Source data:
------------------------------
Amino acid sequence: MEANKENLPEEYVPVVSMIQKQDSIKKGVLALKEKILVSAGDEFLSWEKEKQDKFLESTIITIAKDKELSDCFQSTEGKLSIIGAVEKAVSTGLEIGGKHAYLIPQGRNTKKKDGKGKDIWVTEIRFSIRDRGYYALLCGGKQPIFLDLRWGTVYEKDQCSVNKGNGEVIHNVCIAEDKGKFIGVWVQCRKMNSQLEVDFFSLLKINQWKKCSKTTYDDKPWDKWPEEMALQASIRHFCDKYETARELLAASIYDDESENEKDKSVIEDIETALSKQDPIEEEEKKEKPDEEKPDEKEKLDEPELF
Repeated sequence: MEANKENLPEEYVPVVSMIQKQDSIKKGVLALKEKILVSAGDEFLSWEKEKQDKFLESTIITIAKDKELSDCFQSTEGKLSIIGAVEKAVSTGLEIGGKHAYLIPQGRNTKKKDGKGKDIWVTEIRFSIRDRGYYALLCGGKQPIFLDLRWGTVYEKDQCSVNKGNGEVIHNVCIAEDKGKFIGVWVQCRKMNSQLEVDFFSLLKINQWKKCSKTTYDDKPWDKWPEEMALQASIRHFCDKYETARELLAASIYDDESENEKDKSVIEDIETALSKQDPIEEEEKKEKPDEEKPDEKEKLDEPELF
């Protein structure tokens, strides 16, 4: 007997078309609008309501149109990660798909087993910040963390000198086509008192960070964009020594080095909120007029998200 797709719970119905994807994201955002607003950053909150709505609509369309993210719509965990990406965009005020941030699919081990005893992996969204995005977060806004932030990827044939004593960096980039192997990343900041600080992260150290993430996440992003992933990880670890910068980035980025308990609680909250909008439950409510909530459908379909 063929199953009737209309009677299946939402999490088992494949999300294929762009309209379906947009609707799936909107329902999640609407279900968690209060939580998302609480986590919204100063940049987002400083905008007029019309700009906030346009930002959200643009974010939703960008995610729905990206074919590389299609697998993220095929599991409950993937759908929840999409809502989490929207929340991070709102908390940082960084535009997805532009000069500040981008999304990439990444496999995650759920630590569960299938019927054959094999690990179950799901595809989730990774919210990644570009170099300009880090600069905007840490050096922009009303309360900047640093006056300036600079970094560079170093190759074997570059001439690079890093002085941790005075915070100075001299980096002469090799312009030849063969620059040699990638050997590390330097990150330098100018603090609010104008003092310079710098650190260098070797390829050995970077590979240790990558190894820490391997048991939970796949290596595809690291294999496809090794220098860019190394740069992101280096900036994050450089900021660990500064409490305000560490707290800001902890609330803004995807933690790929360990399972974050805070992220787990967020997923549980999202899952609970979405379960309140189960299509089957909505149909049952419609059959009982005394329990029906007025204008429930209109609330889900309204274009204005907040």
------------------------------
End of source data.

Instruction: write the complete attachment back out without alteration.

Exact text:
Amino acid sequence: MEANKENLPEEYVPVVSMIQKQDSIKKGVLALKEKILVSAGDEFLSWEKEKQDKFLESTIITIAKDKELSDCFQSTEGKLSIIGAVEKAVSTGLEIGGKHAYLIPQGRNTKKKDGKGKDIWVTEIRFSIRDRGYYALLCGGKQPIFLDLRWGTVYEKDQCSVNKGNGEVIHNVCIAEDKGKFIGVWVQCRKMNSQLEVDFFSLLKINQWKKCSKTTYDDKPWDKWPEEMALQASIRHFCDKYETARELLAASIYDDESENEKDKSVIEDIETALSKQDPIEEEEKKEKPDEEKPDEKEKLDEPELF
Repeated sequence: MEANKENLPEEYVPVVSMIQKQDSIKKGVLALKEKILVSAGDEFLSWEKEKQDKFLESTIITIAKDKELSDCFQSTEGKLSIIGAVEKAVSTGLEIGGKHAYLIPQGRNTKKKDGKGKDIWVTEIRFSIRDRGYYALLCGGKQPIFLDLRWGTVYEKDQCSVNKGNGEVIHNVCIAEDKGKFIGVWVQCRKMNSQLEVDFFSLLKINQWKKCSKTTYDDKPWDKWPEEMALQASIRHFCDKYETARELLAASIYDDESENEKDKSVIEDIETALSKQDPIEEEEKKEKPDEEKPDEKEKLDEPELF
């Protein structure tokens, strides 16, 4: 007997078309609008309501149109990660798909087993910040963390000198086509008192960070964009020594080095909120007029998200 797709719970119905994807994201955002607003950053909150709505609509369309993210719509965990990406965009005020941030699919081990005893992996969204995005977060806004932030990827044939004593960096980039192997990343900041600080992260150290993430996440992003992933990880670890910068980035980025308990609680909250909008439950409510909530459908379909 063929199953009737209309009677299946939402999490088992494949999300294929762009309209379906947009609707799936909107329902999640609407279900968690209060939580998302609480986590919204100063940049987002400083905008007029019309700009906030346009930002959200643009974010939703960008995610729905990206074919590389299609697998993220095929599991409950993937759908929840999409809502989490929207929340991070709102908390940082960084535009997805532009000069500040981008999304990439990444496999995650759920630590569960299938019927054959094999690990179950799901595809989730990774919210990644570009170099300009880090600069905007840490050096922009009303309360900047640093006056300036600079970094560079170093190759074997570059001439690079890093002085941790005075915070100075001299980096002469090799312009030849063969620059040699990638050997590390330097990150330098100018603090609010104008003092310079710098650190260098070797390829050995970077590979240790990558190894820490391997048991939970796949290596595809690291294999496809090794220098860019190394740069992101280096900036994050450089900021660990500064409490305000560490707290800001902890609330803004995807933690790929360990399972974050805070992220787990967020997923549980999202899952609970979405379960309140189960299509089957909505149909049952419609059959009982005394329990029906007025204008429930209109609330889900309204274009204005907040």